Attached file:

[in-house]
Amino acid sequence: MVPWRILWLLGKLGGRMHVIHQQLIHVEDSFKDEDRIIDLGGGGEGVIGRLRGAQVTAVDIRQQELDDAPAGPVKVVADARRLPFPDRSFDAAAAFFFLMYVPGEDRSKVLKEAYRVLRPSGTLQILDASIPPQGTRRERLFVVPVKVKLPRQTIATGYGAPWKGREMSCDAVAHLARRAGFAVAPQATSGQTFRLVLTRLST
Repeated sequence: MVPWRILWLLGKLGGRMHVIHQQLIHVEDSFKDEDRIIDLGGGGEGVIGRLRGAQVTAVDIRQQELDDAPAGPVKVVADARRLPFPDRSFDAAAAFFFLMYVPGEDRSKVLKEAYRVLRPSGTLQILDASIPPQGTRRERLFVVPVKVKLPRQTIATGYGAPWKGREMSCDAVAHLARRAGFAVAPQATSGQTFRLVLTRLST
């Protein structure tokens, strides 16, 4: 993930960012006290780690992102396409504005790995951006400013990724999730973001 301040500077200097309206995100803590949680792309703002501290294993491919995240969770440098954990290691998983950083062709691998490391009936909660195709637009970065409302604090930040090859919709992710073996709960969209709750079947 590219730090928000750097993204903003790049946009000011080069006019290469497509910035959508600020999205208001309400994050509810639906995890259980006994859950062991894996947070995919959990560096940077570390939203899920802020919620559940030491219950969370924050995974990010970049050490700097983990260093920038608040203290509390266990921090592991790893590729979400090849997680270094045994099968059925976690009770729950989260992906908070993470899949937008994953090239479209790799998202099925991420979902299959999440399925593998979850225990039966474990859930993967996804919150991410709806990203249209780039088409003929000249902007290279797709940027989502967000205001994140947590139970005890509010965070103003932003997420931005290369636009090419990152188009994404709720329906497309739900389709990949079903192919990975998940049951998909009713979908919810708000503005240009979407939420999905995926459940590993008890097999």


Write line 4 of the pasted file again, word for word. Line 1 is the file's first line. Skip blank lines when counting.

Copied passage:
């Protein structure tokens, strides 16, 4: 993930960012006290780690992102396409504005790995951006400013990724999730973001 301040500077200097309206995100803590949680792309703002501290294993491919995240969770440098954990290691998983950083062709691998490391009936909660195709637009970065409302604090930040090859919709992710073996709960969209709750079947 590219730090928000750097993204903003790049946009000011080069006019290469497509910035959508600020999205208001309400994050509810639906995890259980006994859950062991894996947070995919959990560096940077570390939203899920802020919620559940030491219950969370924050995974990010970049050490700097983990260093920038608040203290509390266990921090592991790893590729979400090849997680270094045994099968059925976690009770729950989260992906908070993470899949937008994953090239479209790799998202099925991420979902299959999440399925593998979850225990039966474990859930993967996804919150991410709806990203249209780039088409003929000249902007290279797709940027989502967000205001994140947590139970005890509010965070103003932003997420931005290369636009090419990152188009994404709720329906497309739900389709990949079903192919990975998940049951998909009713979908919810708000503005240009979407939420999905995926459940590993008890097999």